The Fall of The Lease
To lease or to license — that’s the question. At least it should be for most companies about to embark on a hunt for office space.
The dilemma didn’t even exist a few years ago, when the only option was signing leases with landlords, arrangements that strapped businesses into long-term legal agreements crammed with restrictive and often punitive clauses. But now, thanks agile office innovators like Knotel, the question increasingly looms for office dwellers.
The pro-license arguments range from custom office spaces to on-call office managers. But they also revolve around nitty-gritty legal issues.
A pair of savvy real estate lawyers with the national firm Lowenstein Sandler LLP recently crafted an extremely helpful guide to license versus lease — no legal background necessary to understand the prose.
For the license side of the piece, it focuses on coworking arrangements that dot nearly every city in America these days — the rooms full of cheek-by-jowl entrepreneurs and start-ups, complete with coffee on tap for the morning and a keg for … whenever. Knotel is a different kind of agile office leader. Instead of shared space, individual companies claim entire floors of buildings. Shared niceties between employees from different companies might happen in the building lobby or the elevator, but they aren’t foisted upon one another within the office. Either way, most of the drawbacks of the license model revolve around coworking spaces. We surmount the cons at Knotel, and our clients enjoy all of the pros.
The piece is worth reading in its entirety, but we understand how busy you are. Agility is everything.
So here’s the Cliffs Notes.
What is a lease? You have probably signed at least a few in your life. It’s a contract governed by real property and landlord/tenant law that involves “stringent underwriting requirements on tenants and require(s) substantial security deposits, guaranties and insurance coverage to protect themselves.”
What is a license? A license is a comparatively simple document, typically involving far less — if any — legal negotiations between landlords and licensees. Licenses often offer less legal protections for licensees than for those entered into lease contracts; however, this potential downside is mitigated by Knotel’s model (more on this below).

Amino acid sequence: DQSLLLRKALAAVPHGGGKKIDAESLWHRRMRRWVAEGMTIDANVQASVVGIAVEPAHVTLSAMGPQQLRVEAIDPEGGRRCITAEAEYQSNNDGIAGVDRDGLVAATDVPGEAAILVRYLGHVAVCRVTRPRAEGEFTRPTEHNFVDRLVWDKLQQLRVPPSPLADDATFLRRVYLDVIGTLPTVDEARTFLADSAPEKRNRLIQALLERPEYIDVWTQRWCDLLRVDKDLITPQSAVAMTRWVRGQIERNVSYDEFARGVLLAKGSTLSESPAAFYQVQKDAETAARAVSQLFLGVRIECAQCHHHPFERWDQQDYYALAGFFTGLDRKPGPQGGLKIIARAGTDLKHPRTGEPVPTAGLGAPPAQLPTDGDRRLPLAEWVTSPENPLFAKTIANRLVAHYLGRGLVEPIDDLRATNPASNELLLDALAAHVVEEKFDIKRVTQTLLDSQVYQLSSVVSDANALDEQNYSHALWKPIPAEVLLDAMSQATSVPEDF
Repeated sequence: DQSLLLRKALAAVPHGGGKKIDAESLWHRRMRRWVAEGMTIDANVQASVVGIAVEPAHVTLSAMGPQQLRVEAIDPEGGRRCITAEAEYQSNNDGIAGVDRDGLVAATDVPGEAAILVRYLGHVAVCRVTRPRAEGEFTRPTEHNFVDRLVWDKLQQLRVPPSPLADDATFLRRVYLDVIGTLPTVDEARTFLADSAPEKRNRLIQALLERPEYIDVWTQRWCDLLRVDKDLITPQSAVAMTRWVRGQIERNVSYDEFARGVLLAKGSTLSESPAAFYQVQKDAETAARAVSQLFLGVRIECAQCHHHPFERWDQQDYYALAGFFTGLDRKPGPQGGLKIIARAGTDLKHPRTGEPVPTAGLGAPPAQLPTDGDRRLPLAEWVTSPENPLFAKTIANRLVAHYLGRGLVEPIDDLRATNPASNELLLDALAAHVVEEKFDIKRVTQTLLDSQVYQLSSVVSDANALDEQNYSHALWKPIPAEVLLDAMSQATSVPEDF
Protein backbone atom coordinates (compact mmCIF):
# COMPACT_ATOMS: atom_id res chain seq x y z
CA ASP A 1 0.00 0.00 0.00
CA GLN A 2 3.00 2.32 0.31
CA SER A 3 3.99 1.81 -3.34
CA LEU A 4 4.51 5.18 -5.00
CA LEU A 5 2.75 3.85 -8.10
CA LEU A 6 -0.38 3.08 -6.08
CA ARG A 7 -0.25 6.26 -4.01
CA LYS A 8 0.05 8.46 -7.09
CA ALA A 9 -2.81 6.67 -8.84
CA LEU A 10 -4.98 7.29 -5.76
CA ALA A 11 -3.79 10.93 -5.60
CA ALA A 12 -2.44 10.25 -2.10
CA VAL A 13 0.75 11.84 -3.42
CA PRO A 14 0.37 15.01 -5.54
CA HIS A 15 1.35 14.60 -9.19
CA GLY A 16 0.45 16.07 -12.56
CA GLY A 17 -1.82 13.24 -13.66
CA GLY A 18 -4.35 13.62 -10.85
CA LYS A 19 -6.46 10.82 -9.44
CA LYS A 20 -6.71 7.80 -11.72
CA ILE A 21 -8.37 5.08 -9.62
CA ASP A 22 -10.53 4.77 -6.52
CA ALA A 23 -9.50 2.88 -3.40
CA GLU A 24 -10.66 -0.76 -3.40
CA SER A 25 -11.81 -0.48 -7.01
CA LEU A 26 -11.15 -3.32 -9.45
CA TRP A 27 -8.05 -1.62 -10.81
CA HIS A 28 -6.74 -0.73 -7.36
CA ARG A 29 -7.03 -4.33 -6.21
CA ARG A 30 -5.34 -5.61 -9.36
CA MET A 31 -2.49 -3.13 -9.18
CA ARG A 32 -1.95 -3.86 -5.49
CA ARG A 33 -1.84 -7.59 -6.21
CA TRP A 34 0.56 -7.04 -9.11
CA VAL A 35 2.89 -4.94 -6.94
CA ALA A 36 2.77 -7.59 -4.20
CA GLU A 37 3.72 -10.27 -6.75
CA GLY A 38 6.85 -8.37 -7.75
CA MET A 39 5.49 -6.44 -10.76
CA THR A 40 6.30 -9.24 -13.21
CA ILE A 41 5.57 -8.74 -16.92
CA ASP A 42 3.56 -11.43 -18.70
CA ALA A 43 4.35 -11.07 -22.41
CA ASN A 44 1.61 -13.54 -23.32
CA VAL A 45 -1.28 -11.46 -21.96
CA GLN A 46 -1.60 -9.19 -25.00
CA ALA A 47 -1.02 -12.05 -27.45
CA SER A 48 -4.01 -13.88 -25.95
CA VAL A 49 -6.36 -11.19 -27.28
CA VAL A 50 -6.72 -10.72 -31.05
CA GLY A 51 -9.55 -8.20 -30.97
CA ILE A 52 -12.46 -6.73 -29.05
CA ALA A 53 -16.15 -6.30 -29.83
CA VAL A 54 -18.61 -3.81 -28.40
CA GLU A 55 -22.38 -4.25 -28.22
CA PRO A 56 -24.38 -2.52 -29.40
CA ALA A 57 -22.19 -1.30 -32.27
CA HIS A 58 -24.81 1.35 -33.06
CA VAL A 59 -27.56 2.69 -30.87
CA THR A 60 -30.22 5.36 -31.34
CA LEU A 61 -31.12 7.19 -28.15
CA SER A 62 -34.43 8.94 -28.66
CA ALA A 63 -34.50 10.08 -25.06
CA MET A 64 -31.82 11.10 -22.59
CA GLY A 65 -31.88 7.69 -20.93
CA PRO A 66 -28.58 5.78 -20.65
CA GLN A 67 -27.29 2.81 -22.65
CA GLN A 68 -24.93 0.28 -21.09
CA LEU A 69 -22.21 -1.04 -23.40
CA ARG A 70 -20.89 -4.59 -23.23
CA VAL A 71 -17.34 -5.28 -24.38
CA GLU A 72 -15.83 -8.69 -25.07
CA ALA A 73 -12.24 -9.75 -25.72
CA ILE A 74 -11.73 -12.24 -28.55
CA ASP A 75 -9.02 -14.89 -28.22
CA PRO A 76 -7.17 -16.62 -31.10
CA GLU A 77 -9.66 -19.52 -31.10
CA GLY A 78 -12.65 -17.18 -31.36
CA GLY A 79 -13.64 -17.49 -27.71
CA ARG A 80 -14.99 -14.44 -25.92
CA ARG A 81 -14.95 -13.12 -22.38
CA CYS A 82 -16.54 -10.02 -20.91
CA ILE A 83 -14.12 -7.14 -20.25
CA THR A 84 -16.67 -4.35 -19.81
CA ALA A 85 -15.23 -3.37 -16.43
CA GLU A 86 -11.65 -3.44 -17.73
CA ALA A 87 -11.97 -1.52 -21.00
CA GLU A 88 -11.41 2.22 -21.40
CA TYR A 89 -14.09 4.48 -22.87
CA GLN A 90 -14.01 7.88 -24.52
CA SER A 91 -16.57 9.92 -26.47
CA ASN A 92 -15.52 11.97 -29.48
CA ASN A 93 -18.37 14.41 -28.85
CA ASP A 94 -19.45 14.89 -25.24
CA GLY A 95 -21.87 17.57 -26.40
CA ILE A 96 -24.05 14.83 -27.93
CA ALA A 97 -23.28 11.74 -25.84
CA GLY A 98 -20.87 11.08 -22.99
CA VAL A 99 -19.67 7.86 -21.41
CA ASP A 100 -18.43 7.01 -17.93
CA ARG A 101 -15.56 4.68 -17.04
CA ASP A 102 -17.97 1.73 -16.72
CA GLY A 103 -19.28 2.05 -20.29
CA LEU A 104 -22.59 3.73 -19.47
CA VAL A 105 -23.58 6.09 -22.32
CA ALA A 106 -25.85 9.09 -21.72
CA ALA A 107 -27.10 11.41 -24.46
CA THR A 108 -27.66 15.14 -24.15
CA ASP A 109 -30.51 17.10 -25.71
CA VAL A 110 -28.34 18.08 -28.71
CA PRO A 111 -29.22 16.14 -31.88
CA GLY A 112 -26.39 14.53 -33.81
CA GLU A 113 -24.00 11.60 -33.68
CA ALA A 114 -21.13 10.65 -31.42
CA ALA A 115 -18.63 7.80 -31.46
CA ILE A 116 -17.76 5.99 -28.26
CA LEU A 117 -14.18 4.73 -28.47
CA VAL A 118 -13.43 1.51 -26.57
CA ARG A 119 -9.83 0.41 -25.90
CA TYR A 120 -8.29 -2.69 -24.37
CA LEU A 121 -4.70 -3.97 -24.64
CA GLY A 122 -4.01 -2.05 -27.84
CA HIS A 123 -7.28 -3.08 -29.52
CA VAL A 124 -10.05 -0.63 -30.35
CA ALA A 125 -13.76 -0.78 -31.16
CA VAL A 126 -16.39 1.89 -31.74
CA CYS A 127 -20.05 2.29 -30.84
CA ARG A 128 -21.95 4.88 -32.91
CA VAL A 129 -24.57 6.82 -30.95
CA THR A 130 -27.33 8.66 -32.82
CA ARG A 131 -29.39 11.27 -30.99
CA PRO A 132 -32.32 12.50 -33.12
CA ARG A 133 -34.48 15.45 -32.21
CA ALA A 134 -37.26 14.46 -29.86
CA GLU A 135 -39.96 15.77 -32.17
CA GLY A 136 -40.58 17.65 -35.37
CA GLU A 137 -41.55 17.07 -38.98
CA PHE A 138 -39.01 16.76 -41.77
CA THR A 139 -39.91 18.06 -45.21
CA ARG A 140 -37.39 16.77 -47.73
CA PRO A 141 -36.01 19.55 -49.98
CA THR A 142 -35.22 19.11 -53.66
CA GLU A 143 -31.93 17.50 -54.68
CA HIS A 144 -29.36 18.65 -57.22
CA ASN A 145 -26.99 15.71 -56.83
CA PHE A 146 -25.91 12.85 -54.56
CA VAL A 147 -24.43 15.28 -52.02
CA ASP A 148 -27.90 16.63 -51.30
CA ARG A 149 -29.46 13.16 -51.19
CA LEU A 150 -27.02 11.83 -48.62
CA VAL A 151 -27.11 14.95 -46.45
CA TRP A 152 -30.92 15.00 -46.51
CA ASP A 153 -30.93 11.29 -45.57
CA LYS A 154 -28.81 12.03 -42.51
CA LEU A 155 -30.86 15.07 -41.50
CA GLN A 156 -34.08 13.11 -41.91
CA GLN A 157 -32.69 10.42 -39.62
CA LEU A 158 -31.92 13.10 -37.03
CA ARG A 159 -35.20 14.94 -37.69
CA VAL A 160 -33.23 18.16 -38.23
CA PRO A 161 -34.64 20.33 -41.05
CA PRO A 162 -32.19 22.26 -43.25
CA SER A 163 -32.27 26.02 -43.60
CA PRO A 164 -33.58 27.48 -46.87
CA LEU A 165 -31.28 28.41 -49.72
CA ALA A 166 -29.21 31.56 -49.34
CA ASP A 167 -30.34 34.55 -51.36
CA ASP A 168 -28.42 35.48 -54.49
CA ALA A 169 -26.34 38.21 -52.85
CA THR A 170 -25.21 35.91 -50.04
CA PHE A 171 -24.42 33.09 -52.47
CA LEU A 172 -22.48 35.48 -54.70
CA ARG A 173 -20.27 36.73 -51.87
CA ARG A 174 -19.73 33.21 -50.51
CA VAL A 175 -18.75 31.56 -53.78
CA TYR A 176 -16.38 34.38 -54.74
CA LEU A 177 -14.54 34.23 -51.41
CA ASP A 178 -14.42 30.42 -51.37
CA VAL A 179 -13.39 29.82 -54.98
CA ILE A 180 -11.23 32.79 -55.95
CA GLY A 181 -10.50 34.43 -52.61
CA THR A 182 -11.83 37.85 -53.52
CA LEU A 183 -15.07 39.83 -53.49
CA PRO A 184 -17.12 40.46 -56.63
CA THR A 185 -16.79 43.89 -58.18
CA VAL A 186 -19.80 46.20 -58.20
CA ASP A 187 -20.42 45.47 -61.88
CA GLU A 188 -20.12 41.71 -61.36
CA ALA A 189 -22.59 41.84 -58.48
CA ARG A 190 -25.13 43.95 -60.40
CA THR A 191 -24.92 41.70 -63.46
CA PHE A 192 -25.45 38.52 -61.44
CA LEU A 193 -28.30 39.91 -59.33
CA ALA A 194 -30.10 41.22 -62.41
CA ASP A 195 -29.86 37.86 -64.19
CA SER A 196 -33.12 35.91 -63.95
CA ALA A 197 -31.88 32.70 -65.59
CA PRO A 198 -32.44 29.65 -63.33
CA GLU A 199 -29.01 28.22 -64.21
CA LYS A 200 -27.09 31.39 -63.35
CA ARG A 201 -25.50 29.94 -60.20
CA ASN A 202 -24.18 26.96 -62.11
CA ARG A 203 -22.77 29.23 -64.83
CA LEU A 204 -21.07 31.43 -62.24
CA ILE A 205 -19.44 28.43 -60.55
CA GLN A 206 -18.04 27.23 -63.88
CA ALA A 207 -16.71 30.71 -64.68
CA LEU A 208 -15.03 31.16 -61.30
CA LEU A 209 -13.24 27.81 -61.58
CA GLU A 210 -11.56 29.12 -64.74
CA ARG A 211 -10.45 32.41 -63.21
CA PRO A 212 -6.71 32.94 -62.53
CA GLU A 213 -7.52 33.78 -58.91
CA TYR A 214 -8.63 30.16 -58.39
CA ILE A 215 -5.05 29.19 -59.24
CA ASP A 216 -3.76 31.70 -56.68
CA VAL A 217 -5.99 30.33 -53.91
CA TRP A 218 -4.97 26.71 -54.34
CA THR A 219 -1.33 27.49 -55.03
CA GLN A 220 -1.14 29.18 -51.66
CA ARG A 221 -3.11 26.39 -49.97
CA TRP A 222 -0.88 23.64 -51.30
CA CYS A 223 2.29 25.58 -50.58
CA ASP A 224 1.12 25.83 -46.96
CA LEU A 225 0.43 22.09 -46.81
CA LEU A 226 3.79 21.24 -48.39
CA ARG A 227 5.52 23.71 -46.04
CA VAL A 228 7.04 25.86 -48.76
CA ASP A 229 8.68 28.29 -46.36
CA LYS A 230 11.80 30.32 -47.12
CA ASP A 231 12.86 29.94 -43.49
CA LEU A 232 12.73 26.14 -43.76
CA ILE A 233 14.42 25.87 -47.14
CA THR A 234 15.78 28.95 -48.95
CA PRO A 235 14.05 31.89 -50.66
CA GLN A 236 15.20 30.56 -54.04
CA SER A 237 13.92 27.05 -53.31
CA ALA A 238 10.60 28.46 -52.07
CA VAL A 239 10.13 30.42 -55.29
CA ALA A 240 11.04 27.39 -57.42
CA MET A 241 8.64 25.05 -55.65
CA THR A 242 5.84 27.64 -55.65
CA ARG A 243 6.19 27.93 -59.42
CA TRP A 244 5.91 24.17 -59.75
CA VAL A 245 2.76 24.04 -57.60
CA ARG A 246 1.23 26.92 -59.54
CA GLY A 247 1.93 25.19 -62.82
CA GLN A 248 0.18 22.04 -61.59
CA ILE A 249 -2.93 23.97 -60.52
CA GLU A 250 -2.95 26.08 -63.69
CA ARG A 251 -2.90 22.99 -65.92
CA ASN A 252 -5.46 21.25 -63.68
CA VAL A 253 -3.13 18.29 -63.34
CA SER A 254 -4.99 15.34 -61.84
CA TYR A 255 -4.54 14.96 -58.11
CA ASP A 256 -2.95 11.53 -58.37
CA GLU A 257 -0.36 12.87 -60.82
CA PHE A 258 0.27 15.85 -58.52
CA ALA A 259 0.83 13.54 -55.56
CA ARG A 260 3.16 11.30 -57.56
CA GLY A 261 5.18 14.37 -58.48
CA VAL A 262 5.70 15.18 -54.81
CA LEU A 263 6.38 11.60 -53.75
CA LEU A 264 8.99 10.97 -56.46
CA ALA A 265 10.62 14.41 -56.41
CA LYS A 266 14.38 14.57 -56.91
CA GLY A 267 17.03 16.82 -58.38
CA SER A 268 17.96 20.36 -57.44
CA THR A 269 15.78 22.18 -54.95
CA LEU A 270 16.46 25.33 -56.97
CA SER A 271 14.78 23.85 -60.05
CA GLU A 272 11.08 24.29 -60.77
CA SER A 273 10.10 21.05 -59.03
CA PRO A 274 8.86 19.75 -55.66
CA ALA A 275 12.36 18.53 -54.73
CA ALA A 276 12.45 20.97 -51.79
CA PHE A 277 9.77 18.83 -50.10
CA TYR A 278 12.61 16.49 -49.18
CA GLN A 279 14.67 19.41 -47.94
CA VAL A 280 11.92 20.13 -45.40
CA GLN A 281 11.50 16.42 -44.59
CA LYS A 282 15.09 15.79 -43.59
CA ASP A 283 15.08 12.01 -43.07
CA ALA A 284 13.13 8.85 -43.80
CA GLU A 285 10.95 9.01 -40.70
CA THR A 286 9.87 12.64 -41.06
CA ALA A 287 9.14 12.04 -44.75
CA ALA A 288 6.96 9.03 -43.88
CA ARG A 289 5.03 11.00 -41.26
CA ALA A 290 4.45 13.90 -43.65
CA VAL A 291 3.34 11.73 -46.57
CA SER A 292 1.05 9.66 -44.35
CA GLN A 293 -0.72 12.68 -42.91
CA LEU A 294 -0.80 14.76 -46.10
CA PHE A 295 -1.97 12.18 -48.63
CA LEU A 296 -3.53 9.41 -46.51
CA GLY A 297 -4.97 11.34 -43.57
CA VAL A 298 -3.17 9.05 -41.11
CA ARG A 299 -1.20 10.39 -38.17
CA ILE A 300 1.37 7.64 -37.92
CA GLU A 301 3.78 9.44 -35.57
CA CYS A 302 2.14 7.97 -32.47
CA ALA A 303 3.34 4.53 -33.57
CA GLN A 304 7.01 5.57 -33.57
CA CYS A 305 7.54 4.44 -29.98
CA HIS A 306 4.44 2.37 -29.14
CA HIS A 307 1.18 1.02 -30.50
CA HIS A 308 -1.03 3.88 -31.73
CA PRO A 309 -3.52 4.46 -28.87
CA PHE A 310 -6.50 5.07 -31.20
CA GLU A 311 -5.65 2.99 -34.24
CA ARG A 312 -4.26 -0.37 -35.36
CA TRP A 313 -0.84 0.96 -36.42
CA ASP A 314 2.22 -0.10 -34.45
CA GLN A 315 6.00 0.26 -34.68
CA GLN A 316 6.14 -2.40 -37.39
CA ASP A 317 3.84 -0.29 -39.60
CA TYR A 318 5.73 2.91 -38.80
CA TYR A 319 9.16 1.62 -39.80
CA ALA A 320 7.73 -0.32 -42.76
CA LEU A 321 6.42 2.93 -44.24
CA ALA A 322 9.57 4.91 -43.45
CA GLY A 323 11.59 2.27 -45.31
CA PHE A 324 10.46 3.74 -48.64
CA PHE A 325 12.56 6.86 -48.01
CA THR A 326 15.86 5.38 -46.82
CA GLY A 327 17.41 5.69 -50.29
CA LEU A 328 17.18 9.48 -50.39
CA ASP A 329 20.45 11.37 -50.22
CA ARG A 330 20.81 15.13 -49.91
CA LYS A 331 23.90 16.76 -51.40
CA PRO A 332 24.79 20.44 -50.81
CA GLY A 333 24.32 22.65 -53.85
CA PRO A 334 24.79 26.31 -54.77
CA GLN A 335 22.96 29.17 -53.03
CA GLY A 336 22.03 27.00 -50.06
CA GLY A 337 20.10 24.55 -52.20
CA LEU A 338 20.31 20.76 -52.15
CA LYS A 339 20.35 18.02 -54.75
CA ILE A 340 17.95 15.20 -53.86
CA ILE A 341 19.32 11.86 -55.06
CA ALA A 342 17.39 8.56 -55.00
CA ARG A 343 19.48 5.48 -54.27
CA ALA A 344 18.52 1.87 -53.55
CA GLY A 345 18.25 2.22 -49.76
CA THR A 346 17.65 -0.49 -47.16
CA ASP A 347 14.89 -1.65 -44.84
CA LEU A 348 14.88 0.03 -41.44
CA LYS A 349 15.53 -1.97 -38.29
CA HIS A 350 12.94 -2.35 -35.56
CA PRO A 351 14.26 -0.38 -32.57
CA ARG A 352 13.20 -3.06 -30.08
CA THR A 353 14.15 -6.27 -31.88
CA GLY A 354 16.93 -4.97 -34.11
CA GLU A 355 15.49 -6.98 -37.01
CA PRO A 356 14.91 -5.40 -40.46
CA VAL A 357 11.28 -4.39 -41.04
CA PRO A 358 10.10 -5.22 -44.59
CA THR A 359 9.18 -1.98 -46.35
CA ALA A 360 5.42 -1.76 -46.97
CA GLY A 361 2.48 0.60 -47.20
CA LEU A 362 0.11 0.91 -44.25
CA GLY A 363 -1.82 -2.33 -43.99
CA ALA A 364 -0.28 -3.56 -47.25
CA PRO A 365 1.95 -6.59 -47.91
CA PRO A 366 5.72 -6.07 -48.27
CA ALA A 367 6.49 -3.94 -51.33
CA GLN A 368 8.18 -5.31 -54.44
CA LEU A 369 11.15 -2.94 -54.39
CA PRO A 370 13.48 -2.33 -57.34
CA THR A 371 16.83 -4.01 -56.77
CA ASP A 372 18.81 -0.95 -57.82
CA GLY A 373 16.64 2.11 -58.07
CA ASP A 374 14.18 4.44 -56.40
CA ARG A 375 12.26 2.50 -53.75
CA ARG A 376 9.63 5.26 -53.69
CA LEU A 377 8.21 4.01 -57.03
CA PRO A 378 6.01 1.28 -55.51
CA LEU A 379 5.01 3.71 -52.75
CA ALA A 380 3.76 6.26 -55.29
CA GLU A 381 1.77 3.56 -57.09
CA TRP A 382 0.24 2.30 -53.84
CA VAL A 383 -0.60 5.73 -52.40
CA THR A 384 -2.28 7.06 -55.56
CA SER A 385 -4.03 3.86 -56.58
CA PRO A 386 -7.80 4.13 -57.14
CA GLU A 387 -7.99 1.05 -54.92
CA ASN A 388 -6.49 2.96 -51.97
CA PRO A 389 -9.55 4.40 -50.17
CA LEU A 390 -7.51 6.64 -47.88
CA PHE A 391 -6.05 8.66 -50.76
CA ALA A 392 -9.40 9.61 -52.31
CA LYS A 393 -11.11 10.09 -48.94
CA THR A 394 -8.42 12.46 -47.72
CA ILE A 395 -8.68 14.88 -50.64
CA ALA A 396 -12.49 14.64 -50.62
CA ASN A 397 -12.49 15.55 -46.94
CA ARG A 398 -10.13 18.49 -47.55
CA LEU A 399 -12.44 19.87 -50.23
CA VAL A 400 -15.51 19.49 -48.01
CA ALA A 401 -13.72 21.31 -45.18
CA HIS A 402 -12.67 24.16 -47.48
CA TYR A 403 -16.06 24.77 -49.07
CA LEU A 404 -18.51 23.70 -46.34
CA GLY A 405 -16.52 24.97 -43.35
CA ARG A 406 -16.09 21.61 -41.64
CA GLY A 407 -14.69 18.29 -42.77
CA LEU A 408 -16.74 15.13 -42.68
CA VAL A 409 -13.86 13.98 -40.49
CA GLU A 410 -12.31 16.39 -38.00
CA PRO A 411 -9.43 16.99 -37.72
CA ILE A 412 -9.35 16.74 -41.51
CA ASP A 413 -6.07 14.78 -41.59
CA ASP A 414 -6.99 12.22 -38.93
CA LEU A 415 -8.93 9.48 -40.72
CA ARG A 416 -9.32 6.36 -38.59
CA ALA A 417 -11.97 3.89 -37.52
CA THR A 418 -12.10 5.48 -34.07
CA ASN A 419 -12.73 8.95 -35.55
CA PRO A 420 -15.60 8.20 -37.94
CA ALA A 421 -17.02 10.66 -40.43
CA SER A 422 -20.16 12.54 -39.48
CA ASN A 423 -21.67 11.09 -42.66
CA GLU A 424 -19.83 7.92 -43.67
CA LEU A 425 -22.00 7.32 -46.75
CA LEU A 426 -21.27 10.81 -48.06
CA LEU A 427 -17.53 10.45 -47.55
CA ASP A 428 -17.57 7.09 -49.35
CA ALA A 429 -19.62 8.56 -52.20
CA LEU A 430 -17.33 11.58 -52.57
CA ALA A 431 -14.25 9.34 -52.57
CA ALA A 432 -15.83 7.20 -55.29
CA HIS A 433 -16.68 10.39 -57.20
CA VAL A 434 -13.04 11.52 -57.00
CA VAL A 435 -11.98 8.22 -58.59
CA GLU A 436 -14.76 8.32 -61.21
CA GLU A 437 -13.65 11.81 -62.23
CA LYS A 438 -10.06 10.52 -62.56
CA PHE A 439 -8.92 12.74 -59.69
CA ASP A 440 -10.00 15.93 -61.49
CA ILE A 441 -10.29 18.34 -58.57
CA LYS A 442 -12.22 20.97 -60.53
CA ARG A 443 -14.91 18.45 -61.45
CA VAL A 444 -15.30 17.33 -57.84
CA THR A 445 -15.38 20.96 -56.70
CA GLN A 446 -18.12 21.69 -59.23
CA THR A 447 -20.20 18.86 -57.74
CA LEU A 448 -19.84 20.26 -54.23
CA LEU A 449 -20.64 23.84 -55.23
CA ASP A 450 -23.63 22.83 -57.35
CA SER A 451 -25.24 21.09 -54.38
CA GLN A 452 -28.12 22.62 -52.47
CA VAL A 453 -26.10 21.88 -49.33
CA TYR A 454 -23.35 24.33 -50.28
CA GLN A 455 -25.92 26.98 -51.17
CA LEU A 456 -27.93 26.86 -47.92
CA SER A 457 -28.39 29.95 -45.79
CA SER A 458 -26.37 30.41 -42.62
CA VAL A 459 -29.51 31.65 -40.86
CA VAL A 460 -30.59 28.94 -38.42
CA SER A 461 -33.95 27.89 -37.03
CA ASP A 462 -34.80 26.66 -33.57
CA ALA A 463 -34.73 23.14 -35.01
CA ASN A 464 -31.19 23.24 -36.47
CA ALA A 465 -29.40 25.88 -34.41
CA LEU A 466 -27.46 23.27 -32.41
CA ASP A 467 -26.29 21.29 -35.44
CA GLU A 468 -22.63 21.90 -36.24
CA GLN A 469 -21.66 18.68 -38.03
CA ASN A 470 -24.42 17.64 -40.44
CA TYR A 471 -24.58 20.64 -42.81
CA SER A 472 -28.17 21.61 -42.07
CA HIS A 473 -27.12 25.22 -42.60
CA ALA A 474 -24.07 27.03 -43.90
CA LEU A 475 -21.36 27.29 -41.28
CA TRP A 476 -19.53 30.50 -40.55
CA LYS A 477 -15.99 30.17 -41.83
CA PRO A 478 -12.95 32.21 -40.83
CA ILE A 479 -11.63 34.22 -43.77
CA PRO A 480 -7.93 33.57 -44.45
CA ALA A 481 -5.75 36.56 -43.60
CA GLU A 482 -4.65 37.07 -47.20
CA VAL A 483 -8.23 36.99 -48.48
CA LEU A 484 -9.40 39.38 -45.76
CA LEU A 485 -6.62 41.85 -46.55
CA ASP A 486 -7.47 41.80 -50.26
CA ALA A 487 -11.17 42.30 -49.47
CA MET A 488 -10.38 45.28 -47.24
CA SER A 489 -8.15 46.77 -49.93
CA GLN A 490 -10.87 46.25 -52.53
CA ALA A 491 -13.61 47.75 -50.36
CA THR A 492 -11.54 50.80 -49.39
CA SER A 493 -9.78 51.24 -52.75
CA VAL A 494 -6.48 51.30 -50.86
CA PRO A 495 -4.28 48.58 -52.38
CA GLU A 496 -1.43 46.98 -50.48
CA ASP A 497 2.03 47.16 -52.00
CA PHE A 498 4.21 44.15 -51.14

What are license advantages?
- – Easy for non-lawyers to understand, comparatively short, and often quick to execute.
- – Less expensive than leasing. Things like security deposits, guaranty and insurance coverage often not necessary, flat fee covers wide range of costs, and licensees pay for exactly what they use, instead of paying of unused space.
- – Flexibility reigns. License agreements usually are much shorter then leases, and ending license agreements is generally easier. “Start-ups especially like the flexibility of licenses because often they are not able to predict their space needs over the long term and do not want to be locked into a years-long lease,” the authors say. But it’s not just start-ups that appreciate this arrangement — most fast-growing companies desire it.
- – Casual environments are common. While the piece here refers to the classic coworking space, given the flexibility of working with Knotel licensees have the option to turn their office into whatever they want — rows of cubicles, or a landscape of open desks, ping-pong tables, microbrews on tap and a yoga room.
What are license disadvantages?
Most of the disadvantages outlined in the piece apply to coworking spaces rather than Knotel. For example, the piece references “confidentiality and privacy concerns,” due to sharing a workspace with potential interlopers. But since Knotel licensees gain entire floors, that is not a concern.
Then there are technological concerns — with shared workspaces, it might be more difficult to address custom technology needs, due to the relatively chaotic nature of coworking spaces. But again, this doesn’t apply with Knotel. Licensees build-out their technology needs as they see fit.
The authors also highlight uncertainty — the risk of getting kicked out of one’s space with very short notice, say, if another larger tenant comes along and is willing to take more space. Trevor Clark, VP of Growth at Knotel says that applies to month-to-month coworking arrangements more than flexible workspaces like Knotel: “The risk of early termination [at Knotel] is so miniscule that it’s a red herring compared to the risk of signing a lease that you can’t get out of.”
To license or to lease? Really, it doesn’t seem like much of a dilemma at all.